fns_files - overview of FNS over files implementation


     The Federated Naming Service (FNS)  provides  a  method  for
     federating  multiple  naming services under a single, simple
     interface for the basic naming operations. One of the naming
     services  supported  by  FNS is /etc files. FNS provides the
     XFN interface for performing naming and attribute operations
     on  FNS  enterprise objects (organization, site, user, host,
     and service objects), using files as the naming service. FNS
     stores  bindings for these objects in files and uses them in
     conjunction with existing /etc files objects.

  FNS Policies and /etc Files
     FNS defines policies for naming  objects  in  the  federated
     namespace  (see  fns_policies(5)).  At the enterprise level,
     FNS policies specify naming for organizations, hosts, users,
     sites,  and  services.  The  enterprise-level naming service
     provides contexts to allow other objects to be  named  rela-
     tive to these objects.

     The organizational unit namespace  provides  a  hierarchical
     namespace  for  naming  subunits  of  an enterprise. In /etc
     files, there is no concept of an organization.  Hence,  with
     respect to /etc files as the naming service, there is a sin-
     gle organizational unit context that represents  the  entire
     system.  Users  in  an FNS organizational unit correspond to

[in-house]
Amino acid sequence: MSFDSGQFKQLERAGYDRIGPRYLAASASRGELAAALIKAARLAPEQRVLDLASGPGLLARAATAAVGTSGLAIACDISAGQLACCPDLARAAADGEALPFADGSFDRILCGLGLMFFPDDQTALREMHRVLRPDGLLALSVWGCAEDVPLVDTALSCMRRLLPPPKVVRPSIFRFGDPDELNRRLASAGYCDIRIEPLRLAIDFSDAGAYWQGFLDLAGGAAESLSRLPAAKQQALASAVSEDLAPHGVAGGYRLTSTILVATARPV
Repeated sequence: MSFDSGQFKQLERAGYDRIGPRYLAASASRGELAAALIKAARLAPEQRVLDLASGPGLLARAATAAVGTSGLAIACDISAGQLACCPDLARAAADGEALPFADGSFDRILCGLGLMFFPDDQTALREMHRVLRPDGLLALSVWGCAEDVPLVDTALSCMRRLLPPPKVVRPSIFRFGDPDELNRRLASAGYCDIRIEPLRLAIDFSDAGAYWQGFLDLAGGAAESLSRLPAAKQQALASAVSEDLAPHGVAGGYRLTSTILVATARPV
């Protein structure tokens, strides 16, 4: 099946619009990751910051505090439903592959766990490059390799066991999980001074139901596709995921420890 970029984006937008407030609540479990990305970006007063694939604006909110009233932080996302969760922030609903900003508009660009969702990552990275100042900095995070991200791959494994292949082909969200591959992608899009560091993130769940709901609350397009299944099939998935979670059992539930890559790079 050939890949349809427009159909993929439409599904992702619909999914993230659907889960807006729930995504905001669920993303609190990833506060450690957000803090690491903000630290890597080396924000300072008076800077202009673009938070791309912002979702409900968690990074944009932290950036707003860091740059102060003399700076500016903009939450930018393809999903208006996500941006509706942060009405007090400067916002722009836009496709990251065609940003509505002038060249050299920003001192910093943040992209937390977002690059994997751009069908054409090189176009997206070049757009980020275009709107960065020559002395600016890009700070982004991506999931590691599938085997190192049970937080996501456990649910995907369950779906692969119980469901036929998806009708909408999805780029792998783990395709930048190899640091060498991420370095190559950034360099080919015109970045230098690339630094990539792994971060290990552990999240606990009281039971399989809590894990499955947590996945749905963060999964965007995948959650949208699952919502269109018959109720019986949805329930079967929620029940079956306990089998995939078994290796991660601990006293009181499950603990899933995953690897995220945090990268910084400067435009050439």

the users in the /etc/passwd file. FNS  provides  a  context
     for each user in the /etc/passwd file.

     Hosts in an FNS organizational unit correspond to the  hosts
     in the /etc/hosts file. FNS provides a context for each host
     in the /etc/hosts file.

  Security Considerations
     Changes  to  the  FNS  information   (using   the   commands
     fncreate(1M),  fncreate_fs(1M), fnbind(1), fndestroy(1M) and
     fnunbind(1)) can be performed only by the  privileged  users
     on  the  system  that  exports  the /var/fn directory. Also,
     based on the UNIX user IDs,  users  are  allowed  to  modify
     their  own  contexts,  bindings,  and  attributes,  from any
     machine that mounts the /var/fn directory.

     For example, the command fncreate(1M)  creates  FNS  related
     files  and directories in the system on which the command is
     executed. Hence, the invoker  of  the  fncreate(1M)  command
     must have super-user privileges in order to create the user,
     host, site, and service contexts. However, a user could  use
     the  fnunbind(1)  command to create calendar bindings in the
     user's own context, as in this example:

          fnbind   -r   thisuser/service/calendar    onc_calendar
          onc_cal_str jsmith@beatrix

     The files object name that corresponds to an  FNS  composite
     name can be obtained using fnlookup(1) and fnlist(1).


     The files used for storing FNS information are placed in the
     directory  /var/fn.  The machine on which /var/fn is located
     has access to the FNS file. The FNS information can be  made
     accessible  to  other  machines by exporting /var/fn. Client
     machines that NFS mount the /var/fn directory would then  be
     able to access the FNS information.


     fnbind(1),     fnlist(1),     fnlookup(1),      fnunbind(1),
     fncreate(1M),   fncreate_fs(1M),  fndestroy(1M),  xfn(3XFN),
     fns(5),  fns_initial_context(5),  fns_nis(5),   fns_nis+(5),
     fns_policies(5), fns_references(5)

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